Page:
Posted by: bsallamack | July 27, 2010 3:36 PM | Report abuse

Time now for the non finalists to silently drop the Common Core State Standards.

Accepting a new entire set of standards means revising all of the curriculum and all lesson plans of teachers to be in agreement with these new standards. Current textbooks also need to be reviewed. This requires an enormous amount of money,work and time.

Simply revising a single standard requires money, work and time.

In September the non winning states will also silently drop the Common Core State Standards.

The acceptance of the Common Core State Standards by states that have high standards was only an indication of the desperate need of states for public education funds, since these states are fully aware of the enormous amount of money, work and time that would be required to implement a new set of standards.

Posted by: bsallamack | July 27, 2010 4:04 PM | Report abuse

...intends to announce the winners of the competition in September.

No recognition that the winning states that have had to let go of teachers because of lack of funds will not be able to use these funds to rehire teacher since schools starts early in September.

September has been selected since this will provide the administration with the most media coverage of their public education announcement as it is the start of new school year.

Imagine a program for desperate farmers to supply seed and supplying the seed after the time crops have to be planted.

Time for all Americans to recognize the real value of this pretended concern of this President for public education.

Posted by: bsallamack | July 27, 2010 4:41 PM | Report abuse

I fear for the damage to education in states that won Race to the Top.

Posted by: jlp19 | July 27, 2010 5:04 PM | Report abuse

What can you expect from an unqualified US Secretary of Education with only a BA degree in Sociology? He is shooting from the hip and flying by the seat of his pants! Shame on Obama for appointing him and placing so many unqualified people (lawyers) in the US DOE.

Once again, our poorest most vulnerable children will be subjected to unproven practices. It is time to replace Arne Duncan with Linda Darling-Hammond.

Posted by: lacy41 | July 27, 2010 8:27 PM | Report abuse


"This quiet revolution is driven by motivated parents [ repeat ] who want better educational options for their children and is driven by educators and administrators who are challenging the inertia that has trapped generations of children in second-rate schools."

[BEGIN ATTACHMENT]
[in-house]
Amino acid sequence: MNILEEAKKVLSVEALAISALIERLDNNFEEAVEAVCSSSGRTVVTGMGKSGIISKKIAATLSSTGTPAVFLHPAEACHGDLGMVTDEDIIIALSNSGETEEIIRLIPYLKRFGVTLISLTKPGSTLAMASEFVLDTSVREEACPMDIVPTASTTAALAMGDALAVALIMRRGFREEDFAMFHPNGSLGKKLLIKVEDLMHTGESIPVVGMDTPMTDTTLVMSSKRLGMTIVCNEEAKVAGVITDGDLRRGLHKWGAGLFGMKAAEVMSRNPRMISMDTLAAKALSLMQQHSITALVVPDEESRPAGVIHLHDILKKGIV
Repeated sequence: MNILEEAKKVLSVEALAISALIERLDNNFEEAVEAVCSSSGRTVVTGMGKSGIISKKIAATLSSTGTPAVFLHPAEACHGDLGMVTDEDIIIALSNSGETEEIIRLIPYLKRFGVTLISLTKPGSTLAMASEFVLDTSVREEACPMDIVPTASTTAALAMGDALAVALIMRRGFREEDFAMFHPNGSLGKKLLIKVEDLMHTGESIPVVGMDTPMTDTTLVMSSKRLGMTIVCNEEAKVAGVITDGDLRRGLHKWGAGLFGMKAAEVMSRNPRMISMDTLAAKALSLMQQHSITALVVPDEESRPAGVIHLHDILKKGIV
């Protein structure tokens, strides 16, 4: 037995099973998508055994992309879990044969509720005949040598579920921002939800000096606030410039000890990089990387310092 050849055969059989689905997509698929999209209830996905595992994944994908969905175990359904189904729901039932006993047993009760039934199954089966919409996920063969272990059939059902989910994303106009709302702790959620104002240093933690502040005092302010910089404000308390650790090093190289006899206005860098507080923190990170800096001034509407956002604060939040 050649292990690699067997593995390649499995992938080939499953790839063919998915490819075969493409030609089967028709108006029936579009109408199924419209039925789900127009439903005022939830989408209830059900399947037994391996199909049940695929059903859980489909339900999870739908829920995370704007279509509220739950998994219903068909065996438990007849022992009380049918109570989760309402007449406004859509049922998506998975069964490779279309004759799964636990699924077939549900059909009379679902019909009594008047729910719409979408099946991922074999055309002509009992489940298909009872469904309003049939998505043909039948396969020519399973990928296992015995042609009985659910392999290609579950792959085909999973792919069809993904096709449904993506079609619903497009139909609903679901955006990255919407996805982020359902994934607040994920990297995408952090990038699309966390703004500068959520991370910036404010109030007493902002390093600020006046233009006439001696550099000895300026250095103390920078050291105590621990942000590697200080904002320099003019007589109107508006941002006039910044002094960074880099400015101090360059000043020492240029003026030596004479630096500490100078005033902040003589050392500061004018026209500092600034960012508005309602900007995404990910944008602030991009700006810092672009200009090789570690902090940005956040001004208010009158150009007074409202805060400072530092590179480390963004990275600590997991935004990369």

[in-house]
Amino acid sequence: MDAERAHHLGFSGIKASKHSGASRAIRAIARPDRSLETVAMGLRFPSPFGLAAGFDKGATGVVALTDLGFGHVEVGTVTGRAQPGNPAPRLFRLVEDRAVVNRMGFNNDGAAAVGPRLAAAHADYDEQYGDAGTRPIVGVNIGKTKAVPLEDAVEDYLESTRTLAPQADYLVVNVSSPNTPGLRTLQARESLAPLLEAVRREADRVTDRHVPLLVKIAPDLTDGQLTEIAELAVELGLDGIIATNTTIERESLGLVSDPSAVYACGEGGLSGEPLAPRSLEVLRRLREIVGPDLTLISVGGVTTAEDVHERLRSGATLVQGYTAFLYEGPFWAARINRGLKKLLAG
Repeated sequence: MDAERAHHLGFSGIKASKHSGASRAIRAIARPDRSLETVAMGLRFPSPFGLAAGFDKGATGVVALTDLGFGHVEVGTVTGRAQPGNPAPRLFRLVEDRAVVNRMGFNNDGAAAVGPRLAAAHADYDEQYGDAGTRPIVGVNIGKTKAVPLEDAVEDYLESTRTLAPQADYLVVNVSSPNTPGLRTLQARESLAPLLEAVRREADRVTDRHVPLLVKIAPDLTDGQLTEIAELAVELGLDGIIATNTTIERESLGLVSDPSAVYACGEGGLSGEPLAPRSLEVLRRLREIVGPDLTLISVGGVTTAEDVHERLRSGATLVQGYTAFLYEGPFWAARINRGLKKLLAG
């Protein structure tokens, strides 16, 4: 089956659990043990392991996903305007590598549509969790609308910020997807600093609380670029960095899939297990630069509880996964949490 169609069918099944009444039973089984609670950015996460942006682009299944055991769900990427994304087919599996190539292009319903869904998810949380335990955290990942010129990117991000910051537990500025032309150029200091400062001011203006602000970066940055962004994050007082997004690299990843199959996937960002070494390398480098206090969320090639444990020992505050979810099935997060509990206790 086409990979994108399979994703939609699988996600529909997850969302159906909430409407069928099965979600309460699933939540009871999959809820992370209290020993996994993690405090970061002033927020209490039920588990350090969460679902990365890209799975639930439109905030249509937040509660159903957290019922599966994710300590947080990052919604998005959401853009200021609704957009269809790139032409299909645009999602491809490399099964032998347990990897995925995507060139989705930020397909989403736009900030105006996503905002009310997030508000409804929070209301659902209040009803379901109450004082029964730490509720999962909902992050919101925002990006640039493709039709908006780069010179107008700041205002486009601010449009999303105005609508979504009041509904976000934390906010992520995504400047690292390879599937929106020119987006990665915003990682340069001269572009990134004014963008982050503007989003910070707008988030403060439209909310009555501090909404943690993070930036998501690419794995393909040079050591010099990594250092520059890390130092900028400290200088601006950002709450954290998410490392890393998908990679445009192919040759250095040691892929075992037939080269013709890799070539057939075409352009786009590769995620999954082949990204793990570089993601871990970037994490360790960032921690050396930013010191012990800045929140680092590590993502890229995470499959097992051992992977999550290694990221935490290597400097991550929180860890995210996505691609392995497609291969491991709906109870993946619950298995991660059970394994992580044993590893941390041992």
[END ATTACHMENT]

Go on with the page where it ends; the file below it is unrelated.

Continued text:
SO TRUE!

my apologies Strauss re my comment on your latest blog...I stopped the habit of consistenly reading your blog spot on WaPo editorial education board.

Posted by: PGCResident1 | July 27, 2010 11:10 PM | Report abuse

I have suggested, just this morning, on Rachel Maddow's Facebook account, that she invite Diane Ravitch to be interviewed. Let's hope that Rachel does so.

Posted by: StephenYork | July 28, 2010 11:31 AM | Report abuse

This quiet revolution is driven by cash strapped state and local government officials who have no other choice than to pass goofy legislation in order to get funding from Washington. It is all about the money......(it would be good to follow the money....just saying....someone is going to benefit from this and it isn't the kids...)

Posted by: GreenGoat | July 31, 2010 10:05 PM | Report abuse

If you listened, and/or look at the questions/comments posed to Duncan on the website for that "Radio Town Hall" meeting [http://www.ed.gov/blog/2010/07/secretary-arne-duncan-to-participate-in-radio-town-hall-meeting-with-nations-teachers/], you'll notice there are a lot of angry teachers begging for someone to listen to their many good ideas for improving schools, or at least explain to them how the administration's current proposals are supposed to help.

Can you imagine saying:
"The health care in this country is broken...
...so let's fire all the doctors!"
"And let's promote some innovation! Extra funds for the occasional miracle cure!"
"The rest of you, meanwhile, can just go ahead and die..."

Posted by: Ms_G_austex | August 1, 2010 1:50 AM | Report abuse